“If I exist only by my will, then my will is to destroy, and all things shall be destroyed! All things!” – Omega
Another story with good concepts and dialogue that is almost totally tanked by bad costuming and production decisions. If you can make it through the first episode or so by just accepting to the woeful appearance of the jelly creatures, then the story moves quite briskly and has some especially nice moments—not the least of which is the revolutionary idea of having the older versions of the Doctor meet the current one. All the wonderful posturing and tripping over pronouns between Second and Third is enjoyable as is the First being like a scolding parent. The whole back story created for solar engineer Omega and the rise of the Time Lords is important and interesting. It definitely deepens their history and scale.
The blobby Gel Gaurds are of course a real let down for the episode. (Though their floating eye within the translucent bulb does yield a good effect.) The monster design somewhat works while in the darkened corridors of Omega’s fortress and indeed seems to have been created with this in mind—so it’s as if somebody later decided to stick them in the middle of grassy fields and rock pits without really thinking through how badly they would appear outside their original settings. (As for the animated blob, it looks like a barely formed trial run and should never have been used. The show was a bit too ambitious to try to make that work.)
In addition to the costumes and effects, there are definitely some flubs in the writing. The description in dialogue often does not match what we see (like when the Doctor and Jo describe the hunting instinct of the blob since it ignored her and went after him—we didn’t see this happen at all due to limitation of effects and you kind of have to force yourself to imagine that was indeed what you saw happen.) Also, some things don’t make sense like why the scientist seems so convinced that a complete stranger has disappeared when even his wife just assumes he’s wandered off and isn’t at all concerned. The whole bit with the anti-anti-matter recorder seems a bit forced—especially since they discover it after they’ve already made their big plan. What would they have done had it not accidently fallen in there?
The Brigadier again comes off kind of dim but he does show a lot of bravery as he seem ready to storm an alien fortress on a distant plan with just himself and a country bumpkin with a rifle. It’s funny to see his tetchy exasperation when the Doctor suddenly takes off and leaves an outside scientist there to use the lab. (“Make yourself at home. We’re only supposed to be a top-secret security establishment. Liberty Hall, Doctor Tyler. Liberty Hall!”) Actually, there are several points where the Brigadier seems almost on emotional edge. It’s interesting that later in the series he does have a mental breakdown and I am anxious now to see that scene in that Davis episode to see how it might fit into this time period. We even get to see Benton and the Brigadier’s first looks at the inside of the TARDIS. (“Well sergeant, aren’t you going to say it that it’s bigger on the inside than it is on the outside. Everybody else does.”) But after all this time, the Doctor never took them in before that?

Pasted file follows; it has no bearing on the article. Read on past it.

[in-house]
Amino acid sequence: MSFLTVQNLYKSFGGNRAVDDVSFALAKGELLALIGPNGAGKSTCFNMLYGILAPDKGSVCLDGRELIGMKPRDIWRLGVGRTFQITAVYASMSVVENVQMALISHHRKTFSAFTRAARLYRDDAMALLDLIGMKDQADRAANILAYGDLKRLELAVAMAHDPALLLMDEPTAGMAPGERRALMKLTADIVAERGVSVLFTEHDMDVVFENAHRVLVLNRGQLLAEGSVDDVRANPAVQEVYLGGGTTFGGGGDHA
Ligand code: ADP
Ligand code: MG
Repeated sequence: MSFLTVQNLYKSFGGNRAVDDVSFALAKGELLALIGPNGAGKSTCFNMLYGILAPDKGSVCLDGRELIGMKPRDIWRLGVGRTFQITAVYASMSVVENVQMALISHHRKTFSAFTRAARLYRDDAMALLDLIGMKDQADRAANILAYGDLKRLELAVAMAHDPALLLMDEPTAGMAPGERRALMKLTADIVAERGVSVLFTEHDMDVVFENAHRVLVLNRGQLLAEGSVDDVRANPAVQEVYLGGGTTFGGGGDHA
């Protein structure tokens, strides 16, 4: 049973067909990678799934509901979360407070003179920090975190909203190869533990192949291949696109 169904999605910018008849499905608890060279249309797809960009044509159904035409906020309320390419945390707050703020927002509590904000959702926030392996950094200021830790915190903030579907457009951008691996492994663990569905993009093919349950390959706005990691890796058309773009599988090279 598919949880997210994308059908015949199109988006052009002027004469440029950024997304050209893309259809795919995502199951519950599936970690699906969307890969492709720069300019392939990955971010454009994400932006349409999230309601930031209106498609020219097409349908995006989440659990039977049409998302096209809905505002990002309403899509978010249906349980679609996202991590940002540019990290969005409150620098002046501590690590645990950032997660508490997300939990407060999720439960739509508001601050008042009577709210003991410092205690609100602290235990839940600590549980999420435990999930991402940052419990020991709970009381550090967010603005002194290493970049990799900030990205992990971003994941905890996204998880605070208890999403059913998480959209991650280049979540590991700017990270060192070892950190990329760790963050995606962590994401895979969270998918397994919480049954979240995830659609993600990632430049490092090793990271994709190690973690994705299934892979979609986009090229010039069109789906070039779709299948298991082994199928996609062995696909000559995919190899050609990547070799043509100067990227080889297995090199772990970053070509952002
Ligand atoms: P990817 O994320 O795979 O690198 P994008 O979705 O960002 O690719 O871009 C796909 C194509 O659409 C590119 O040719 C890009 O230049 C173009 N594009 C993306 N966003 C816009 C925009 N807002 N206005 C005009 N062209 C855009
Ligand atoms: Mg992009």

There are some nice surrealistic moments like the watercooler in the middle of the wasteland or the mental fight with Omega. The ‘invisible man’ reveal of Omega being nothing more than a force of will is well done in both the horror on the faces of the Doctors after they lift the mask and Omega’s pitiful cry of realization at seeing nothing in the mirror. Despite some problems, the story stands up pretty strong in its concepts and how the Doctors have to work together
Best (or worst) unsettling moment:
The trippy scene of the Doctor’s mental battle with Omega comes out of nowhere as he wrestles with a vampirish creature in slow motion in a black void. It’s actually done rather artfully—but is so odd and unlike the whole rest of the story that it makes you wonder what in the world is doing on. Other moments that are disturbing are Omega’s piteous howl at realizing he can never exist outside the anomaly and, though in the end it doesn’t turn out to be so bad, the sight the eerie face on the radiograph print that we assume marks the demise of Mr. Ollis.
- Multiple Doctor story
- Jelly babies (from the second Doctor no less)
- Time Lord legend
I didn’t have any problem with them as a kid but as I was older the idea of multiple-Doctor stories bothered me. (Not because the Doctor would have memory of the event and should know what to do. It has become clear that only the latest in line in such a cross-meeting remembers it and the others are presumably returned without knowing that they’d ever been taken out of time.) I was uncomfortable because it seemed to undercut and not fit the narrative of the First and Second having been on the run. How could they have been so scared or isolated from the Time Lords and then suddenly be cooperating on a big project as if it was perfectly normal? I have to assume that when pulled from their own time stream, these versions of the Doctor must first receive an explanation of the situation, pardon by the Time Lords, and have time to deal with and accept this new situation before they meet their later self. Otherwise they should be confused and surprised or horrified. Of course here the Second Doctor also describes himself as a temporal anomaly, suggesting that it is like he’s not really the Doctor at all.
Apart from design, it’s just a real shame that this story is not what it could have been had William Hartnell not been so ill that he could barely pre-record a few scenes. It would have been amazing to have the three of them all running around and bouncing off of each other instead.